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RFIQin, also referred to as RFIQ, is a patented[1][2][3] automatic cooking device that consists of three different sized pans, a portable induction heater, and recipe cards, which is designed by Vita Craft Corporation, but is currently only sold in Japan through Vita Craft Japan. Electronics are embedded in the cookware, which monitor the food and send wireless signals to adjust the temperature of the induction heater accordingly; this prevents the loss of nutrients and saves thermal energy because the food is not overheated.[4] Specialized recipe cards send a wireless signal to the RFIQin system when a recipe card is waved under the handle of the pan, which begins the cooking process; each recipe card can incorporate 23 separate recipe steps.[5] The recipe cards have cooking steps to follow that are indicated by a beeping sound from the induction heater. The system can cook almost all types of food, including cakes and fried foods.[6]

Each pan is embedded with a RFID tag in the handle of cookware, which is covered by a special pan tag that protects the RFID tag from heat and moisture. A temperature sensor connected to the RFID tag is imbedded within a tunnel in the bottom center of the pan. The RFID tag monitors the food 16 times per second and transmits a proprietary signal to the |induction heater regarding the heating characteristics of the contents as well as the temperature of the contents to adjust the heat accordingly;[7][8] the special pan tag is not battery powered and does not need to be recharged.[9]

During the cooking process the food does not need to be monitored or stirred because the pans use waterless cooking methods and the induction heater uses alternating pulses to control the heat, so the liquid in the pans continually revolves in a circular motion. The RFIQin pans are built with a vapor seal that enables the pans to use techniques of pressure cooking.[10] The portable induction heater and cookware can be used in a manual mode as a regular induction heater.

Popular Science reported RFIQin will cost $600;[11] however, in May 2006, The Sacramento Bee reported RFIQin costs $2,100 (241,500 Yen) in Japan.[12][13]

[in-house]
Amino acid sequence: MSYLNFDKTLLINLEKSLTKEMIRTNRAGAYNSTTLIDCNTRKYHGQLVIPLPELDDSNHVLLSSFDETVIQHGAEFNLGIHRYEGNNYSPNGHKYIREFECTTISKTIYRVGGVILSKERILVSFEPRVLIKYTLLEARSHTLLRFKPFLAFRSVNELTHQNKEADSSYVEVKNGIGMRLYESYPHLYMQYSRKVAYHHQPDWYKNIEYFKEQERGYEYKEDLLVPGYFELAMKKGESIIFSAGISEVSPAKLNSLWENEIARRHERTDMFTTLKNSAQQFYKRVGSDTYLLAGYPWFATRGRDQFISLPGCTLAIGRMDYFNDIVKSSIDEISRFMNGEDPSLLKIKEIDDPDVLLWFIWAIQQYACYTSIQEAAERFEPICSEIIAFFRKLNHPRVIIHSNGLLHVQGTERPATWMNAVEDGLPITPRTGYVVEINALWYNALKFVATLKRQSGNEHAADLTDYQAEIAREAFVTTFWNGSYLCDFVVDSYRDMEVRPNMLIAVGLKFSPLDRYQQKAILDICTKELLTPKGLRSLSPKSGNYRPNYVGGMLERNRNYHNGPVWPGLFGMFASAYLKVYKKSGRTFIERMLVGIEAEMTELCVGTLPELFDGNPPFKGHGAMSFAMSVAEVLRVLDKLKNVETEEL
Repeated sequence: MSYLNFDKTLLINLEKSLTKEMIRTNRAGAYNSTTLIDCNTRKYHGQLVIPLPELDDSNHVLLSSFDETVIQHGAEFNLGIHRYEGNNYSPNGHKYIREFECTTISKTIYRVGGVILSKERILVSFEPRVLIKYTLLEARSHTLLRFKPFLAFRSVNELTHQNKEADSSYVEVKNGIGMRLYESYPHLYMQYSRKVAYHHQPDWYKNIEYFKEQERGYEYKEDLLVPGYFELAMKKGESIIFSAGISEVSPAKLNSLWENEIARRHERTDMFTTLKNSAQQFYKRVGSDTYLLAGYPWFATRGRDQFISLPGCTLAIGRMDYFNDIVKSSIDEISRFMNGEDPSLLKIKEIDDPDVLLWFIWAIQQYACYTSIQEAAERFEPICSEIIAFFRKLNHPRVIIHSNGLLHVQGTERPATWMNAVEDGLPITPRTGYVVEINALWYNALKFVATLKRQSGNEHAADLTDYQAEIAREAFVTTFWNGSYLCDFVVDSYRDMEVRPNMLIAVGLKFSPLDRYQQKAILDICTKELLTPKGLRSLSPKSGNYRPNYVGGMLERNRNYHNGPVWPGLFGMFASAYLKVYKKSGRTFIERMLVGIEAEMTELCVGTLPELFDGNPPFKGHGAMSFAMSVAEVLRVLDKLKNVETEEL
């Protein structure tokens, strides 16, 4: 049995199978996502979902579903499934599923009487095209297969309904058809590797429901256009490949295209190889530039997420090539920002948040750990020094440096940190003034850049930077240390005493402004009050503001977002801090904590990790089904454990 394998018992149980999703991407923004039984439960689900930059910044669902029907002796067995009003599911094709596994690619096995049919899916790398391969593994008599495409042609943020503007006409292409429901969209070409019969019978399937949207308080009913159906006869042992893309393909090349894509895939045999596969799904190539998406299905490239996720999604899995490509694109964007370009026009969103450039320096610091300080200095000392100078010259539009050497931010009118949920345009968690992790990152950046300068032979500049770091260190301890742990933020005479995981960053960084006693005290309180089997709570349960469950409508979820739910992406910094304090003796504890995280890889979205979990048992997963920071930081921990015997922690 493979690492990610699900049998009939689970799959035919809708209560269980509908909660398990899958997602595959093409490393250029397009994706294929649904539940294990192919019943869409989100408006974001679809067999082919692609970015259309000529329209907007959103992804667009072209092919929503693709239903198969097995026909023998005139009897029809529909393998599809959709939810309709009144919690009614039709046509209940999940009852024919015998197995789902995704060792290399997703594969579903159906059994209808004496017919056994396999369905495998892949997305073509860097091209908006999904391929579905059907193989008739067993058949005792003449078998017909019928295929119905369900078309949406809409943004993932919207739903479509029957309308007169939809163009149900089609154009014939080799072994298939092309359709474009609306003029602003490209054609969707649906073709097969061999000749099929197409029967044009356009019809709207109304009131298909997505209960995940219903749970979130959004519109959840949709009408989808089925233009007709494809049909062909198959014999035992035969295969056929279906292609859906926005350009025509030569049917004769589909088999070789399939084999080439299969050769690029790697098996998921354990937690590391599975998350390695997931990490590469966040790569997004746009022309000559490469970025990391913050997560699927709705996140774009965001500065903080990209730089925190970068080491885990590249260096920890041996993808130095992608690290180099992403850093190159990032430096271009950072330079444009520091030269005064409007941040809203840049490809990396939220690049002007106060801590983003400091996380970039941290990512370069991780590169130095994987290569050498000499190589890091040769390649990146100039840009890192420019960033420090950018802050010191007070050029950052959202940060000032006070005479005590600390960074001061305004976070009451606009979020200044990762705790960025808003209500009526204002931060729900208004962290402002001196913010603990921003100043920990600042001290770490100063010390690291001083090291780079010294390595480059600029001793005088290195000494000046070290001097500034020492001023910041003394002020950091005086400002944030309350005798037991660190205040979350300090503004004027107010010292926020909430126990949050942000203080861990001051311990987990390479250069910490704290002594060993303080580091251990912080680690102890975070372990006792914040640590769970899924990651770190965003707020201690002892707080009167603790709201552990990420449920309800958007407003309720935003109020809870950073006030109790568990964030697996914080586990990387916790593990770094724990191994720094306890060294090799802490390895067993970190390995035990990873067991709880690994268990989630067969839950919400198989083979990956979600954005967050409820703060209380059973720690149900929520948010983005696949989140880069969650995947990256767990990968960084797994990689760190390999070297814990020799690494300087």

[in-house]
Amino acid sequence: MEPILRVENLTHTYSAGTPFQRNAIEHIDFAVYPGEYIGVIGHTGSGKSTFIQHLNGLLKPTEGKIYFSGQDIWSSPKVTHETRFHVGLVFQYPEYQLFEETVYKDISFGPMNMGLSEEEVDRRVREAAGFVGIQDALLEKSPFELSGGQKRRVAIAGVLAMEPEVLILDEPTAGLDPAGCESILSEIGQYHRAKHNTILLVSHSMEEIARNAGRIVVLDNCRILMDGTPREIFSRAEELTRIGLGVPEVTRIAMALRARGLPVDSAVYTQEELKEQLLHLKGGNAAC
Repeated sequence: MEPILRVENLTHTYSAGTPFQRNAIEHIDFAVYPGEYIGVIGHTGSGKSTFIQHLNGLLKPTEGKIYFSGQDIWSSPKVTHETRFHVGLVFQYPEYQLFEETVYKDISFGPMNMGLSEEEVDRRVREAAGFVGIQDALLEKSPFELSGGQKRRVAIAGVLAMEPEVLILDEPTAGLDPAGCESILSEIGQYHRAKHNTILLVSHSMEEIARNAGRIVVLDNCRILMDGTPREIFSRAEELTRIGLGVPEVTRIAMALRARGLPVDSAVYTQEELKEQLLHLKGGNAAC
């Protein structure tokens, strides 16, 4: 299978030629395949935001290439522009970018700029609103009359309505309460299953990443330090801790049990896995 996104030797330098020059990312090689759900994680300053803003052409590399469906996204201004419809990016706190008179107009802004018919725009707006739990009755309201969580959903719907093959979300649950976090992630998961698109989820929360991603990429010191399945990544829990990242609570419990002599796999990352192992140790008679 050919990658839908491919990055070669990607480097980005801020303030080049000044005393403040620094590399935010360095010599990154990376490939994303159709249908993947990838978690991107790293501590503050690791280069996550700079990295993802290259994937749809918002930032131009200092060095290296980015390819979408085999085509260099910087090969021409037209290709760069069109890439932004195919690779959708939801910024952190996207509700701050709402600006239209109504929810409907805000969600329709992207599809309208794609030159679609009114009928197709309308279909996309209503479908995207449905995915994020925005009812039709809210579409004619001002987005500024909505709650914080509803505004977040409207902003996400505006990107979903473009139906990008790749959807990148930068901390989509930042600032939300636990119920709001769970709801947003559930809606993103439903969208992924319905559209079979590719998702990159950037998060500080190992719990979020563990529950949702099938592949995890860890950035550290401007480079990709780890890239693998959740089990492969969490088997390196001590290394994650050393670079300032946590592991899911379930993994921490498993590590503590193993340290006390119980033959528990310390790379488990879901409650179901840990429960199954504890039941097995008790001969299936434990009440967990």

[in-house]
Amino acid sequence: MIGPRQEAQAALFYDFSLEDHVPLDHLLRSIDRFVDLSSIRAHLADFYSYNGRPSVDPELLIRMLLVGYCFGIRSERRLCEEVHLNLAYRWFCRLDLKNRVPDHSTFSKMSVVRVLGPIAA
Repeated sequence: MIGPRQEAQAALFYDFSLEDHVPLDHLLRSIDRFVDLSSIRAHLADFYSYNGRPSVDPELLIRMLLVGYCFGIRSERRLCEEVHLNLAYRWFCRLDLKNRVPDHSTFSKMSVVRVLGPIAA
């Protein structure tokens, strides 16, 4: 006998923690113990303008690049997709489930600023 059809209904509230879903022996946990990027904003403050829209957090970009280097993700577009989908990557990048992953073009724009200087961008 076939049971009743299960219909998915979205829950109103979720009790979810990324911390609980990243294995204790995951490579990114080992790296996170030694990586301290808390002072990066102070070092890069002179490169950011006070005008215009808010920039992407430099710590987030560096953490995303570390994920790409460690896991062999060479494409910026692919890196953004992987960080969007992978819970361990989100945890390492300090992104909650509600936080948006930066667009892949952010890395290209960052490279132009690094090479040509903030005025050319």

See also[edit]


  1. ^ "Radio Frequency Identification Controlled Heatable Objects". DirectoryPatent.com. Retrieved 2011-03-23.  External link in |publisher= (help)
  2. ^ "Mamoru Imura Patent Inventor Overland Park, KS". FreshPatents.com. Retrieved 2006-12-24.  External link in |publisher= (help)
  3. ^ "United States Patent 7157675". United States Patent and Trademark Office. Retrieved 2007-01-03. 
  4. ^ [http://www.robocasa.com/modules/tinyd4/index.php?id=5 "・モ・ソ・ッ・鬣ユ・ネRFIQ シォニートエヘ�・キ・ケ・ニ・�"] (in Japanese). RoboCasa.com. 2006-03-11. Retrieved 2007-03-07.  replacement character in |title= at position 24 (help); External link in |publisher= (help)
  5. ^ "Lost Packets: Networking news and trivia". Network World Canada. 2006-05-26. Retrieved 2007-03-06.  External link in |publisher= (help)
  6. ^ "Variation" (in Japanese). VitaCraft Japan. Archived from the original on 2007-05-09. Retrieved 2007-01-02. 
  7. ^ 調理ロボット (in Japanese). Nippon Television. 2006-02-22. Retrieved 2007-03-05. 
  8. ^ "What is RFIQin". VitaCraft. 2005. Archived from the original on 2006-12-30. Retrieved 2007-01-02. 
  9. ^ "System" (in Japanese). VitaCraft Japan. Archived from the original on 2007-05-09. Retrieved 2006-12-24. 
  10. ^ "Pressure cooker patent invention". FreshPatents.com. 2006-06-01. Retrieved 2007-01-03.  External link in |publisher= (help)
  11. ^ "The MegaGoods Gadget Review - Photo Gallery". Popular Science. Retrieved 2007-03-05. 
  12. ^ 共用品推進機構だより 2006年(40)1月7日 (in Japanese). The Kyoyo-Hin Foundation. 2006-01-07. Retrieved 2007-03-05.  External link in |publisher= (help)
  13. ^ Dan Vierria (2006-05-12). "Tag - you're it". The Sacramento Bee. Archived from the original on 2006-12-30. Retrieved 2007-03-06. 

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